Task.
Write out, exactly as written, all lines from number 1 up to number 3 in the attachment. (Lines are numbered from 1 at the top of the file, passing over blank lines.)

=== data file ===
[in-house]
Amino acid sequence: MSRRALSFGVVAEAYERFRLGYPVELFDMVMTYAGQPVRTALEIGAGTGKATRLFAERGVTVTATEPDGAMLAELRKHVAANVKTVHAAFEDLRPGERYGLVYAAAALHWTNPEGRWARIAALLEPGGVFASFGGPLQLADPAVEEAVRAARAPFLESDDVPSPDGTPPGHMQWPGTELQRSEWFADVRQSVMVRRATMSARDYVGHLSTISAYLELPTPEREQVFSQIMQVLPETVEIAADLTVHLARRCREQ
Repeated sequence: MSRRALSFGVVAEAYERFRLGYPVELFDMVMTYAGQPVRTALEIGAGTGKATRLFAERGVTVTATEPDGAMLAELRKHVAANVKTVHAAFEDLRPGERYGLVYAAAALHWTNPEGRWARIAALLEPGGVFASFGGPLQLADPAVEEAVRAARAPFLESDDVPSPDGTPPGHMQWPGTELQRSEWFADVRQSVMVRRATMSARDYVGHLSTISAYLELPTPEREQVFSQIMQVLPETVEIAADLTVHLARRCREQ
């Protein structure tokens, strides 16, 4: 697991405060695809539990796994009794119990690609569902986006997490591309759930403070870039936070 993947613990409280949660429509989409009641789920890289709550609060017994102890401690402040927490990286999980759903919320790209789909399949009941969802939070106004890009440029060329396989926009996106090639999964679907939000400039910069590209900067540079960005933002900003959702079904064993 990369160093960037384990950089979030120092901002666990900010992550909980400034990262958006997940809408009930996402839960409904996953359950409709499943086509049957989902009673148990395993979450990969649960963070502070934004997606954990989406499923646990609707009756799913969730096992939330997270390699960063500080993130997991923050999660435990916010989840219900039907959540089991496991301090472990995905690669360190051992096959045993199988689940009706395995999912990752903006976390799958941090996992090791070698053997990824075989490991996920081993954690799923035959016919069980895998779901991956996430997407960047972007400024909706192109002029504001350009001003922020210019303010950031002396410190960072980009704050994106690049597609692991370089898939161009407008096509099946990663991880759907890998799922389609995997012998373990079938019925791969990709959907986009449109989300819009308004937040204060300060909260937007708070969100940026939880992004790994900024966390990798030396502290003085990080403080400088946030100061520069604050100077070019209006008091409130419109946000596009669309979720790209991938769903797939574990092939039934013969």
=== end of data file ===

[in-house]
Amino acid sequence: MSRRALSFGVVAEAYERFRLGYPVELFDMVMTYAGQPVRTALEIGAGTGKATRLFAERGVTVTATEPDGAMLAELRKHVAANVKTVHAAFEDLRPGERYGLVYAAAALHWTNPEGRWARIAALLEPGGVFASFGGPLQLADPAVEEAVRAARAPFLESDDVPSPDGTPPGHMQWPGTELQRSEWFADVRQSVMVRRATMSARDYVGHLSTISAYLELPTPEREQVFSQIMQVLPETVEIAADLTVHLARRCREQ
Repeated sequence: MSRRALSFGVVAEAYERFRLGYPVELFDMVMTYAGQPVRTALEIGAGTGKATRLFAERGVTVTATEPDGAMLAELRKHVAANVKTVHAAFEDLRPGERYGLVYAAAALHWTNPEGRWARIAALLEPGGVFASFGGPLQLADPAVEEAVRAARAPFLESDDVPSPDGTPPGHMQWPGTELQRSEWFADVRQSVMVRRATMSARDYVGHLSTISAYLELPTPEREQVFSQIMQVLPETVEIAADLTVHLARRCREQ